Just to set the record straight - on the one hand, I'm sure I'm not innocent of the crime of formularisation myself - and on the other, an idea that apparently follows the formula isn't necessarily formulaic - I just wanted to raise the concept of the "formulaic idea" into the 'bakery consciousness - and see what we thought about it - after all, sometimes it can be fun.
zen_tom, Dec 04 2008
  

       I think the irksomeness that you're experiencing is due to the "ideas for ideas' sake" phenomenon, wherein 'bakers, infused with a genuine and commendable enthusiasm for all things 'baking, tend to submit endless droves of tenuous, uninventive drivel, which they believe - having identified obvious trends (usually successful ones) - will receive widespread praise.   

       'Bakers new and old are guilty of this; it's the over-eagerness that is the cause, after all. But it still remains frustrating when confronted with so many "ideas" that fit this tired old formula, especially when you come to the bakery to be enthused, enlightened, educated and entertained. Alliteration overload there, but they all convey what I come to the 'bakery for.
theleopard, Dec 04 2008
  

       Doesn't calum live in Dogham?
bungston, Dec 04 2008
  

       This idea is genius. *pause to connote meaning* And helpful.
shapu, Dec 04 2008
  

       ... or indeed the Framley Examiner..... <link>
8th of 7, Dec 05 2008
  

       //they all convey what I come to the 'bakery for//   

       You came here *for* something? I feel like I walked into the wrong pub at seven o'clock, now it's midnight and I know all the regulars.
wagster, Dec 05 2008
  

       What am I, the designated driver?   

       One thing about the formula that concerns me is the randomness. What's required is for the computer to identify similarities between the subjects in the lists in their shape, movement, application, whatever, and then combine them to hilarious effect. This renders the function:   

       If x = y (by k) then xy = h   

       where k = a factor like shape/use/action and h = hilarity. So   

       The algorithm observed x is similar to y in k, so x+y = h   

       Examples:   

       Observation: A pneumatic drill moves back and forth like a woodpecker’s head.
Idea: Make a pneumatic drill in the shape of a woodpecker’s head. Funny.
  

       Observation: The catcher in baseball (wicket keeper equivalent) where’s a ribbed bodyarmour that looks a bit like the keys of a xylophone.
Idea: Make baseball catcher’s bodyarmour also work as a xylophone. Rib-tickling.
  

       Observation: The cork firing from a champagne bottle is a similar action to a human cannonball performing his trick.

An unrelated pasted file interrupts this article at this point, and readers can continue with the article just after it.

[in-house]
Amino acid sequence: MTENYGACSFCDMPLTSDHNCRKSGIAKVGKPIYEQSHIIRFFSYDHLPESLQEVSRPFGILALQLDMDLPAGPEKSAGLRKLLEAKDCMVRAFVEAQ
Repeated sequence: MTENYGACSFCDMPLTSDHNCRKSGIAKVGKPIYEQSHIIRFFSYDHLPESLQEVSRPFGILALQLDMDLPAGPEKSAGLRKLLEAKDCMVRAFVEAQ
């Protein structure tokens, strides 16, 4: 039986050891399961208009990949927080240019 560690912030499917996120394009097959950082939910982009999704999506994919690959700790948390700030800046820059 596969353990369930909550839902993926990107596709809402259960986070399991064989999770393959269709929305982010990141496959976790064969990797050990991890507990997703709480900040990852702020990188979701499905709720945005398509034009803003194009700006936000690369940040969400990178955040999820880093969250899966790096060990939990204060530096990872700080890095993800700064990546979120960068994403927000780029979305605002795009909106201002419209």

Idea: Make champagne corks look like human cannonballs and paint champagne bottles like circus cannons. Droll.
  

       With more information to draw from, the computer can link particular objects to others, like:   

       Observation: Gas domes look a bit like breasts.
Idea: Add nipple tassles to gas domes. Titular!
  

       Where "nipple tassles" is the added information that the computer draws from its vast knowledge of breasts.
theleopard, Dec 05 2008
  

       he he (+)   

       "Paris Tasselled Dog Annoyance"   

       Oh wait - that's baked.
wagster, Dec 05 2008
  

       //Doesn't calum live in Dogham?//
To a certain extent.
calum, Dec 05 2008
  

       That requires a new formula : x the [z] y   

       Where x is a list of things to do, and y is a list of people or things that can have things done to them. [z] is an optional device that allows discrimination within group y, as in:   

       Torture the Urban Snail   

       Where:
x = Torture
y = Snail
and
z = Urban
  

       (It's starting to look remarkably like the concatenation link up there)   

       But as you said earlier on, it's not so much the title (which is all the "formula" can practically achieve) but the rhetorical valence transition that counts - and by the way, what is a rhetorical valence transition?   

       It sounds like it might be something to do with making an argument that's counter to the status-quo, or perhaps starting (or appearing to start) to argue on one side, but switching halfway through. Either that or something about crossing a region in the south of France using dialectic transportation.
zen_tom, Dec 17 2008
  

       Is there a browser I can point at this page that will figure out those codes - I looked them up and have come away with something along the lines of finding the subset of custard umbrellas, multiplied by communist tennis courts, divided by all tennis courts and umbrellas. I am decidedly U+2368.   

       U+263A
zen_tom, Dec 17 2008
  
      
[annotate]